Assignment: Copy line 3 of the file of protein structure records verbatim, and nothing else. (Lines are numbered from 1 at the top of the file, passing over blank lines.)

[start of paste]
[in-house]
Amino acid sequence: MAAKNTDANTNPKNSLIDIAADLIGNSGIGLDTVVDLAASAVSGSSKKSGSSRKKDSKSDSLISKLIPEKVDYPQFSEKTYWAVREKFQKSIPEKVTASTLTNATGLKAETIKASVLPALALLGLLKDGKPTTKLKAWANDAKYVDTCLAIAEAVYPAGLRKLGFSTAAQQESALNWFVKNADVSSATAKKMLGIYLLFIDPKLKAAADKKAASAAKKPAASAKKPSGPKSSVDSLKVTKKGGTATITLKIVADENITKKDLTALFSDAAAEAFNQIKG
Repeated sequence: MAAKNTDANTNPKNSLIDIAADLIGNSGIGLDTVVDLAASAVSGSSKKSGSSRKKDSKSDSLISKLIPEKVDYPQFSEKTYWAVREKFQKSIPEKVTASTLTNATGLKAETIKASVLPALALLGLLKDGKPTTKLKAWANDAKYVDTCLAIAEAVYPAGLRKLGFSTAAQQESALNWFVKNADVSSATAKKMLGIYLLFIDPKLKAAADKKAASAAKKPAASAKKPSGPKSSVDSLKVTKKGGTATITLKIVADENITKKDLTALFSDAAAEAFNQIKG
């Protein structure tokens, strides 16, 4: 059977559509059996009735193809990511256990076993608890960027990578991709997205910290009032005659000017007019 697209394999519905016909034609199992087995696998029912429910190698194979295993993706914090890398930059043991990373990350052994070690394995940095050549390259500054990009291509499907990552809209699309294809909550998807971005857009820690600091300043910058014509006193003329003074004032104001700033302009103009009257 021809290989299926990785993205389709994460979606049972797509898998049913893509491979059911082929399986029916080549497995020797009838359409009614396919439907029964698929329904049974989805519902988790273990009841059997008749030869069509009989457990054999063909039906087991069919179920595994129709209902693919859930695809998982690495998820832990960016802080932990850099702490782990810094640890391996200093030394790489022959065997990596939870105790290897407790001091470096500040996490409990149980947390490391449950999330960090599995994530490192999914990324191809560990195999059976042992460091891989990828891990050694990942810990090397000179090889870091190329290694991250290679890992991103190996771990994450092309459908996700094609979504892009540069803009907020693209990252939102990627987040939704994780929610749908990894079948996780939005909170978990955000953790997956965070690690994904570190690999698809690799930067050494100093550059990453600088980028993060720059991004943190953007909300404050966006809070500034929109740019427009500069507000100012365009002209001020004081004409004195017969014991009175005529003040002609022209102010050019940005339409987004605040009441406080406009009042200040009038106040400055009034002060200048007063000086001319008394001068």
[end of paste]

Repeated sequence: MAAKNTDANTNPKNSLIDIAADLIGNSGIGLDTVVDLAASAVSGSSKKSGSSRKKDSKSDSLISKLIPEKVDYPQFSEKTYWAVREKFQKSIPEKVTASTLTNATGLKAETIKASVLPALALLGLLKDGKPTTKLKAWANDAKYVDTCLAIAEAVYPAGLRKLGFSTAAQQESALNWFVKNADVSSATAKKMLGIYLLFIDPKLKAAADKKAASAAKKPAASAKKPSGPKSSVDSLKVTKKGGTATITLKIVADENITKKDLTALFSDAAAEAFNQIKG